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Archive for May, 2011

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My mother is assembling a post about homeschooling the severely ADHD child, so I quickly typed up a list of ideas and resources that I have encountered in my own homeschooling journey and sent it off to her. We both agreed that I should write my own post and that she would link to it. We are raising our children over 30 years apart, and my children have different issues than my brother did (does). Because we in our family have a wider representation of “spectrum ticks”/sensory integration issues, I have a bit of a different take on home education with this genre of special needs. So here is my very quickly assembled list of ideas…a rather random stream of consciousness, and I do apologize for the lack of organization!

1. Environment

Make your child’s room is as comfortable, neat, and cheerful as possible. My boys have a set of bunkbeds, a dresser, and a small rocking chair in their room, and some clothes hanging in the closet. There is little else in the room. I have tried to provide them with soft pillows and sheets and cozy blankets, and the room is colorful and cheery without an overwhelming amount of pattern or loud colors. Messes overwhelm, frustrate and discourage. An organized and tidy space is a great comfort to any child, but especially one who struggles with these issues.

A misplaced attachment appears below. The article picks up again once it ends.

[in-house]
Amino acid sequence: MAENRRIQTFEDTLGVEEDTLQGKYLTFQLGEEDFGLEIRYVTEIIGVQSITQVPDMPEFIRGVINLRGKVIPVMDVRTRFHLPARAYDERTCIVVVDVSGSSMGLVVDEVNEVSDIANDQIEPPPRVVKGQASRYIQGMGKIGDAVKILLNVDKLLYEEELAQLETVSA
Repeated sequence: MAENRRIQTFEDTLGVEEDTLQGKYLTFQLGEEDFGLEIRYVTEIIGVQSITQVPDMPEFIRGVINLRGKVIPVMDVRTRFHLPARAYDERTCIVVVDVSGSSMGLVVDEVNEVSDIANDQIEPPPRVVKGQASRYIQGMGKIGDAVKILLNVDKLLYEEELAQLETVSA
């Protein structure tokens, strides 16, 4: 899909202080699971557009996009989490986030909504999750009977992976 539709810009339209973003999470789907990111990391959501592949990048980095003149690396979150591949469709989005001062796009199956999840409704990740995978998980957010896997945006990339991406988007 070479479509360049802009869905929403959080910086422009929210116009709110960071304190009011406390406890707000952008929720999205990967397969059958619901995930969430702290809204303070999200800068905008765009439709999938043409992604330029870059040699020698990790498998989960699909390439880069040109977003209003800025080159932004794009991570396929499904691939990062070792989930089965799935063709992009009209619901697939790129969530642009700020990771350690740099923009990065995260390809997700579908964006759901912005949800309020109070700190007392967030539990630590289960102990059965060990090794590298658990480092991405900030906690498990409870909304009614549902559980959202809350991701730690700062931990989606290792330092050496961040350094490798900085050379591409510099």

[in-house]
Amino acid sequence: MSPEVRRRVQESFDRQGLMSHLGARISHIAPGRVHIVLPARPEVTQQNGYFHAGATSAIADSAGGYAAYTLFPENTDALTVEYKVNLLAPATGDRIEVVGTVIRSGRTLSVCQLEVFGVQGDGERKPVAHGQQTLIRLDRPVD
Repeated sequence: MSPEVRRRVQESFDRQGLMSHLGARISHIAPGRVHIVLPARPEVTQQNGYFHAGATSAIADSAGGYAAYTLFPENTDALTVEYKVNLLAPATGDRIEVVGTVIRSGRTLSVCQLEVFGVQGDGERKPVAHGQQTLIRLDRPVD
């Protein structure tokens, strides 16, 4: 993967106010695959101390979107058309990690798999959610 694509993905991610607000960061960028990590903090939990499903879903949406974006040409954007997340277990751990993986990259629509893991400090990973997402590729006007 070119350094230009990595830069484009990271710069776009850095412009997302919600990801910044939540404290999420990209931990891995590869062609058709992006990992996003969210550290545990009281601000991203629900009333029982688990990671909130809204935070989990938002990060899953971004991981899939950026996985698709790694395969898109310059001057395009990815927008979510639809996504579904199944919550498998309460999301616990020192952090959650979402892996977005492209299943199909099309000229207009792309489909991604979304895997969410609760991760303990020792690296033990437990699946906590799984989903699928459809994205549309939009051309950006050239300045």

Clothing should be as soft and comfortable as possible. Tagless t-shirts are a great help, and I have had to buy jeans and pants that have a better fit to them (slims for my slender children, for example). Too tight, too short, too baggy…all these are bothersome and can cause the child to be uncomfortable and become upset or agitated. Take your child shopping with you, even to yard sales and thrift stores, and involve them in choosing their wardrobe.

School supplies, toys and activities should be organized and clearly labeled if your child is old enough to have free access to them. A student binder with clearly labeled dividers and pockets, as well as a well-prepared weekly assignment sheet are helpful, as are various checklists inside pocket protectors that can be checked off throughout the day with a dry erase marker. Look into a system of workboxes…this “sequential” system works so well with an ADHD child.